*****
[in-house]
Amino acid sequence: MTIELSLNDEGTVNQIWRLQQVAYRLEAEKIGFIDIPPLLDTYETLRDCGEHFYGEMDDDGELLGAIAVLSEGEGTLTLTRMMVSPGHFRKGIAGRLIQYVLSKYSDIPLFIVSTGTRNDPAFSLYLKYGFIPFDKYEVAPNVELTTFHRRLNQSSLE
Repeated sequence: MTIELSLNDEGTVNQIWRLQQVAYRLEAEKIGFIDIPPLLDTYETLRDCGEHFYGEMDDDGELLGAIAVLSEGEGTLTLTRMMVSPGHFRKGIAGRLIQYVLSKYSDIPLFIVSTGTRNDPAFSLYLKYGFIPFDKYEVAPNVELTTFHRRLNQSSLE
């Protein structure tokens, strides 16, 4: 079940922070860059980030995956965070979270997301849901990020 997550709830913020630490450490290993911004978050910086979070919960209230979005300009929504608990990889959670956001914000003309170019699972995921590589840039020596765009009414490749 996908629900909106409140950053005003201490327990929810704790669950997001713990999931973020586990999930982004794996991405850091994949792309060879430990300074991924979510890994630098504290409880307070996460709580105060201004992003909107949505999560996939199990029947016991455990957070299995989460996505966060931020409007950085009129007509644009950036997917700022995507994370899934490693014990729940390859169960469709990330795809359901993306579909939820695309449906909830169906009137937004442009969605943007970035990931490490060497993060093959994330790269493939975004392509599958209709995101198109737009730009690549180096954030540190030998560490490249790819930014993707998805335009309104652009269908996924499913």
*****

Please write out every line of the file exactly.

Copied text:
[in-house]
Amino acid sequence: MTIELSLNDEGTVNQIWRLQQVAYRLEAEKIGFIDIPPLLDTYETLRDCGEHFYGEMDDDGELLGAIAVLSEGEGTLTLTRMMVSPGHFRKGIAGRLIQYVLSKYSDIPLFIVSTGTRNDPAFSLYLKYGFIPFDKYEVAPNVELTTFHRRLNQSSLE
Repeated sequence: MTIELSLNDEGTVNQIWRLQQVAYRLEAEKIGFIDIPPLLDTYETLRDCGEHFYGEMDDDGELLGAIAVLSEGEGTLTLTRMMVSPGHFRKGIAGRLIQYVLSKYSDIPLFIVSTGTRNDPAFSLYLKYGFIPFDKYEVAPNVELTTFHRRLNQSSLE
């Protein structure tokens, strides 16, 4: 079940922070860059980030995956965070979270997301849901990020 997550709830913020630490450490290993911004978050910086979070919960209230979005300009929504608990990889959670956001914000003309170019699972995921590589840039020596765009009414490749 996908629900909106409140950053005003201490327990929810704790669950997001713990999931973020586990999930982004794996991405850091994949792309060879430990300074991924979510890994630098504290409880307070996460709580105060201004992003909107949505999560996939199990029947016991455990957070299995989460996505966060931020409007950085009129007509644009950036997917700022995507994370899934490693014990729940390859169960469709990330795809359901993306579909939820695309449906909830169906009137937004442009969605943007970035990931490490060497993060093959994330790269493939975004392509599958209709995101198109737009730009690549180096954030540190030998560490490249790819930014993707998805335009309104652009269908996924499913």